||This article includes a list of references, related reading or external links, but its sources remain unclear because it lacks inline citations. (February 2013)|
|Otto Ludwig Hölder|
22 December 1859|
|Died||29 August 1937
|Doctoral advisor||Paul du Bois-Reymond|
|Known for||Hölder's inequality
He is famous for many things including: Hölder's inequality, the Jordan–Hölder theorem, the theorem stating that every linearly ordered group that satisfies an Archimedean property is isomorphic to a subgroup of the additive group of real numbers, the classification of simple groups of order up to 200, the anomalous outer automorphisms of the symmetric group S6 and Hölder's theorem which implies that the Gamma function satisfies no algebraic differential equation. Another important notion related to his name is the Hölder condition (or Hölder continuity) which is used in many areas of analysis, including the theories of partial differential equations and function spaces.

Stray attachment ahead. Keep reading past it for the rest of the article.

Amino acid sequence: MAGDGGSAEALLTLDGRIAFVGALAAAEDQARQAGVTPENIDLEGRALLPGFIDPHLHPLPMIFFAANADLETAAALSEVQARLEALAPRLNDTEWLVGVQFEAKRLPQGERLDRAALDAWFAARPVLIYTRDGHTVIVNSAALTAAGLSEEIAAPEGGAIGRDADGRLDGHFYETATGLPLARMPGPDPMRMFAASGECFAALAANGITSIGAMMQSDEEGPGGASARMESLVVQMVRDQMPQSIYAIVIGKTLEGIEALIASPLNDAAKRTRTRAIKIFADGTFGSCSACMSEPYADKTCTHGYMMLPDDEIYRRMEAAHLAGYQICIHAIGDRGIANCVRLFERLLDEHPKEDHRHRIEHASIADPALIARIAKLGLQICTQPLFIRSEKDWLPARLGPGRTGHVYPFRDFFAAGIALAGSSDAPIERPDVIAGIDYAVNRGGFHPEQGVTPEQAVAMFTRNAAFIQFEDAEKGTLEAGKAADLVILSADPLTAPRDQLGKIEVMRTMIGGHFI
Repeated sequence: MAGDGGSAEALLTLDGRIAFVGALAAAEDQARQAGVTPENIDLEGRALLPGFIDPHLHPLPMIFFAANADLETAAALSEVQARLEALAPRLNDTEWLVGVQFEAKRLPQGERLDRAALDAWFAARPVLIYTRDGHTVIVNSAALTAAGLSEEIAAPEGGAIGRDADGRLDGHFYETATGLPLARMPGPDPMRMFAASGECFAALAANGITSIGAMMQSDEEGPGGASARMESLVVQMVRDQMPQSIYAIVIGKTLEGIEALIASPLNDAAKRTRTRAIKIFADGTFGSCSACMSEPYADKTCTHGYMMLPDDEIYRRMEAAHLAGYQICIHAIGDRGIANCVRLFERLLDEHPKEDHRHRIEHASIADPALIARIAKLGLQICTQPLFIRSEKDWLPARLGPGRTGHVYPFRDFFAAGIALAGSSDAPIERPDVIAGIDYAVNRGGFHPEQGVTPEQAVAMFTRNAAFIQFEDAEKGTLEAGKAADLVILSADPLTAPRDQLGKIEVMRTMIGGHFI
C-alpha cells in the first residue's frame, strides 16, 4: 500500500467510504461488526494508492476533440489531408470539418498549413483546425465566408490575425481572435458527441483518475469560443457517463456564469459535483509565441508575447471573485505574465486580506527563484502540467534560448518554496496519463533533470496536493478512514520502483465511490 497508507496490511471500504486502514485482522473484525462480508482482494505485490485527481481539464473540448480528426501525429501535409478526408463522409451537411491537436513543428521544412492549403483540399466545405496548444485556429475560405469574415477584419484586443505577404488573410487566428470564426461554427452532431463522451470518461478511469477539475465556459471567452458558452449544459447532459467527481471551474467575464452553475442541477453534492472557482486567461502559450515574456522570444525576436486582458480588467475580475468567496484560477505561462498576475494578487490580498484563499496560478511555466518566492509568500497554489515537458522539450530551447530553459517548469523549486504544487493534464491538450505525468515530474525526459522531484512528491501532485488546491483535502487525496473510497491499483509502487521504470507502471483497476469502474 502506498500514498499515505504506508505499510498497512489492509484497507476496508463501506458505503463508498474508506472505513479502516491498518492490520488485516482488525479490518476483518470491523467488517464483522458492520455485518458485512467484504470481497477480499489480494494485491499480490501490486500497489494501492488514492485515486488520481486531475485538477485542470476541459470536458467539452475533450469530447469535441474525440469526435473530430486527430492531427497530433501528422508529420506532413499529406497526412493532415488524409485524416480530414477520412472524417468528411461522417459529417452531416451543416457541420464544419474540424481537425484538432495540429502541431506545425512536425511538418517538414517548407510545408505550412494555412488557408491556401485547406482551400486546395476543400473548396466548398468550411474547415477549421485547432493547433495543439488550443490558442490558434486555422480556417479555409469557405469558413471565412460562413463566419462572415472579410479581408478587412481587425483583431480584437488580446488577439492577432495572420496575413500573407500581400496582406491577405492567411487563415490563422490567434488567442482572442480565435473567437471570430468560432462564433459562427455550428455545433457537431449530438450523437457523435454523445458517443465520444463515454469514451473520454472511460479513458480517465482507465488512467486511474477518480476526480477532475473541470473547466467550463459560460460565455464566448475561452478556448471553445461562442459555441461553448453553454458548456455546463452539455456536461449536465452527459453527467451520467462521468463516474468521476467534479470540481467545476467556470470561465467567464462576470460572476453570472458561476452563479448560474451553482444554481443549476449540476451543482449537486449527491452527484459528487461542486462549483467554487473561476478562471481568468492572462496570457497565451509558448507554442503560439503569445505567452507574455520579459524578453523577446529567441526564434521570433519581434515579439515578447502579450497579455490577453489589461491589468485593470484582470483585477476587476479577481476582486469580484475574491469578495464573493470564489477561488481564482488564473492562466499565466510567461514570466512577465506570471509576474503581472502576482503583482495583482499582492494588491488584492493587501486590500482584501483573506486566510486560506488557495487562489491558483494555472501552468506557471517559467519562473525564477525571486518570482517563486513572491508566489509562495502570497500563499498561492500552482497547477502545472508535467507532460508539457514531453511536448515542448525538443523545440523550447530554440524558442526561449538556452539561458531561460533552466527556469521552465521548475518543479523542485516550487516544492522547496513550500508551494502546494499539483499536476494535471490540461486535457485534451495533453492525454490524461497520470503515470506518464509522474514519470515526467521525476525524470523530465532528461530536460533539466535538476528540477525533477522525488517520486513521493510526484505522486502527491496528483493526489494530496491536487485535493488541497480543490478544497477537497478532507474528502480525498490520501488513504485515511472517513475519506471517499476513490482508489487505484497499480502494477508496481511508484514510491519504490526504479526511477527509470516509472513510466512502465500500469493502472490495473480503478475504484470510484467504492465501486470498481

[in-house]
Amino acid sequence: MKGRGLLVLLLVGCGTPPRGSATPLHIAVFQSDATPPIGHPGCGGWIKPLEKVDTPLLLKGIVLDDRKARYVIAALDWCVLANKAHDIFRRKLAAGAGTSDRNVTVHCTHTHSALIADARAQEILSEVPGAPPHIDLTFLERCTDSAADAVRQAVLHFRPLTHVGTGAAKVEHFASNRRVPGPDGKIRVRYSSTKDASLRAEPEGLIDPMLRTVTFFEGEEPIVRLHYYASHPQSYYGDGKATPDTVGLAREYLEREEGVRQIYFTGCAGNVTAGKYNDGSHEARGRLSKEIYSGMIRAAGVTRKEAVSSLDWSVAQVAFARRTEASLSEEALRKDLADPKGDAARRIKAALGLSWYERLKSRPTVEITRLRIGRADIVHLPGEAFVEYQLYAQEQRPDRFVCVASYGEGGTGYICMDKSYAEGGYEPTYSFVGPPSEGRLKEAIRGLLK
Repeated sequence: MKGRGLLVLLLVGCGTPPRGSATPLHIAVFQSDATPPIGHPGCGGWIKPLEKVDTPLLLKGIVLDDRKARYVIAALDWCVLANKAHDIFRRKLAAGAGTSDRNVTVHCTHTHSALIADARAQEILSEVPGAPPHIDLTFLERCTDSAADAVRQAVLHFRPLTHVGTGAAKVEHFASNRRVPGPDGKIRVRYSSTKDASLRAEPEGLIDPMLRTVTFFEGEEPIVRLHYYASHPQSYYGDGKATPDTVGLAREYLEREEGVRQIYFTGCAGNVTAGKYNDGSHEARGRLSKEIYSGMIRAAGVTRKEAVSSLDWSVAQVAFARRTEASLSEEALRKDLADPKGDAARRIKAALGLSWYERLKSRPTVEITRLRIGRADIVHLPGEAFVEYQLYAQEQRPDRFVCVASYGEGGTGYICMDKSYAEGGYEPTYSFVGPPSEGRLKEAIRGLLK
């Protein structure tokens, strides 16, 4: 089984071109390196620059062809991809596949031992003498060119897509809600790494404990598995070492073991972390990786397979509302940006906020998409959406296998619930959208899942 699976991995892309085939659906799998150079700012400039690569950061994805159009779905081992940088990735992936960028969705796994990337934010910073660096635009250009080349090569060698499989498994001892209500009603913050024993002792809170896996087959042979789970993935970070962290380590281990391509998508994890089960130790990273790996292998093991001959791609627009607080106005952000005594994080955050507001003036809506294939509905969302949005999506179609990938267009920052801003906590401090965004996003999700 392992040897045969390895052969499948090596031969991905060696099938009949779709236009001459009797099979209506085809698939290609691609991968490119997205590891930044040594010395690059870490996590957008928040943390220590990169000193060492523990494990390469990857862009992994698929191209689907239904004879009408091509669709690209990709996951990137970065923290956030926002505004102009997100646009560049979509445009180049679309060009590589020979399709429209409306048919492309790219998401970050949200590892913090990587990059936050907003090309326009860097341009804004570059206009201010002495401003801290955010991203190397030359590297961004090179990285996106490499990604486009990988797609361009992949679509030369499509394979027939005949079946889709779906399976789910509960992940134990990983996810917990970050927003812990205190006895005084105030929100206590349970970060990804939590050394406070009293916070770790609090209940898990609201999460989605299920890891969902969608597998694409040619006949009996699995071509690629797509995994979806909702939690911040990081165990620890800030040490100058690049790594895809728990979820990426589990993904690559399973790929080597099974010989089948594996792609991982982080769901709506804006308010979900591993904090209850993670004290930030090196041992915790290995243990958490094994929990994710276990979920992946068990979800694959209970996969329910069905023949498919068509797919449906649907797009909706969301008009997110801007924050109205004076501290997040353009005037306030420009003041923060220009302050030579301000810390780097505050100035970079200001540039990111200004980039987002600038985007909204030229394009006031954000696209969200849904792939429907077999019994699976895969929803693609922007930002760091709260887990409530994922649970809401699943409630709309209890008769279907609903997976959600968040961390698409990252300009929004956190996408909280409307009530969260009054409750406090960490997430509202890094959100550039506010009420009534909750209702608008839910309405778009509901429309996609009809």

In 1877, he entered the University of Berlin and took his doctorate from the University of Tübingen in 1882. The title of his doctoral thesis was "Beiträge zur Potentialtheorie" ("Contributions to potential theory"). He worked at the University of Leipzig from 1899 until his retirement.
- O'Connor, John J.; Robertson, Edmund F., "Otto Hölder", MacTutor History of Mathematics archive, University of St Andrews.
- Otto Hölder at the Mathematics Genealogy Project